• Make a pull request to me. Topic branches earn extra points.

5. Turnip

RSpec has a Gherkin extension called Turnip. You can use it to create tests in Gherkin and execute them in your RSpec environment. In RSpec, you can essentially write cucumber features. Turnip can perform end-to-end tests, therefore, test front-end components and functionality. Turnip is used to test server-side behavior and components. By integrating with RSpec turnip has access to the rspec-mocks gem. Turnip Integrates directly into your RSpec test suite which allows declaring example groups and contexts.

Install the gem: gem install turnip

Or add it to your Gemfile and run bundle:

 group :test do

  gem “turnip”


You may want to specify a few actions. Your step files should be named [something]_steps.rb, just like in cucumber. If a file is located under the Turnip step directory, all files with the *steps.rb extension will be automatically required.

Turnip’s spec/ step directory is the default setting. By setting Turnip::Config.step_dirs in your spec_helper, you can modify this. For instance:

# spec/spec_helper.rb

RSpec.configure do |config|

  Turnip::Config.step_dirs = ‘examples’



6. Shoulda

The shoulda gem, as an umbrella gem, does not have any code of its own and instead imports behaviour from two other gems:

  • Shoulda Context
  • Shoulda Matchers

Shoulda is tested and supported against Ruby 3.0+, Rails 6.1+, RSpec 3.x, Minitest 4.x, and Test::Unit 3.x.

For Example:

require “test_helper”

class UserTest < ActiveSupport::TestCase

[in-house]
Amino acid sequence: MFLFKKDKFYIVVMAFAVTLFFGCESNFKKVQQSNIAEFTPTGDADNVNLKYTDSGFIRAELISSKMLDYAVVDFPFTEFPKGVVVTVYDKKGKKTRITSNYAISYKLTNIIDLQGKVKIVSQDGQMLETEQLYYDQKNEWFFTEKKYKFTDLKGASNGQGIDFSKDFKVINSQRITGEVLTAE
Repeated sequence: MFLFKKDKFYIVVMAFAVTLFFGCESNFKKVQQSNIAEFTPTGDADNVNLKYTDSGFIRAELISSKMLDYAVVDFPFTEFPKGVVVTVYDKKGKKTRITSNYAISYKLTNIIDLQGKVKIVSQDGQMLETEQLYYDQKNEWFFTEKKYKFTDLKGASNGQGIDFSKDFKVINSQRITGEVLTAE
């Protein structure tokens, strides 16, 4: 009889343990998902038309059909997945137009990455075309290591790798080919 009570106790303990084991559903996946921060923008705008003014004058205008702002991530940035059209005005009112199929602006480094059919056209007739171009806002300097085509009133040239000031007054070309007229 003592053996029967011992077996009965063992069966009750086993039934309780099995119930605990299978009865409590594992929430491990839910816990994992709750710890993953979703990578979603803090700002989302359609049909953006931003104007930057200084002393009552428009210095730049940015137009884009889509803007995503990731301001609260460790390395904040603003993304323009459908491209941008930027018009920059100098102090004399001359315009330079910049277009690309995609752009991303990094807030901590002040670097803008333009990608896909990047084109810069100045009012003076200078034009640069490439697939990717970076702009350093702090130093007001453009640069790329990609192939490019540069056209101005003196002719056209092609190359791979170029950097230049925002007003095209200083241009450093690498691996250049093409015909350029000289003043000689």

context “associations” do

    should have_many(:posts)


  context “validations” do

    should validate_presence_of(:email)

    should allow_value(“”).for(:email)

    should_not allow_value(“not-an-email”).for(:email)


  context “#name” do

    should “consist of first and last name” do

      user = “John”, last_name: “Smith”)

      assert_equal “John Smith”,




Here, the context and should methods come from Shoulda Context; matchers (e.g. have_many, allow_value) come from Shoulda Matchers.

The framework permits grouping tests for analysis. Shoulda Matches is compatible with RSpec and Minitest. The test unit and Minitest share the same relationship with Shoulda Context. 

7. Howitzer

Framework for web application acceptance testing built on Ruby.

 In order to accelerate the development of tests and make supporting them simpler, the framework was created using contemporary patterns, techniques, and tools for automated testing. For acceptance testing, it supports three different BDD tools (RSpec, Turnip, and Cucumber). It supports platforms for OS X, Linux, and Windows and uses Capybara for driver management and configuration. Furthermore, it is capable of running tests against browserless drivers and actual browsers without requiring any changes to the tests, regardless of the technical stack, language, or architecture of a web application.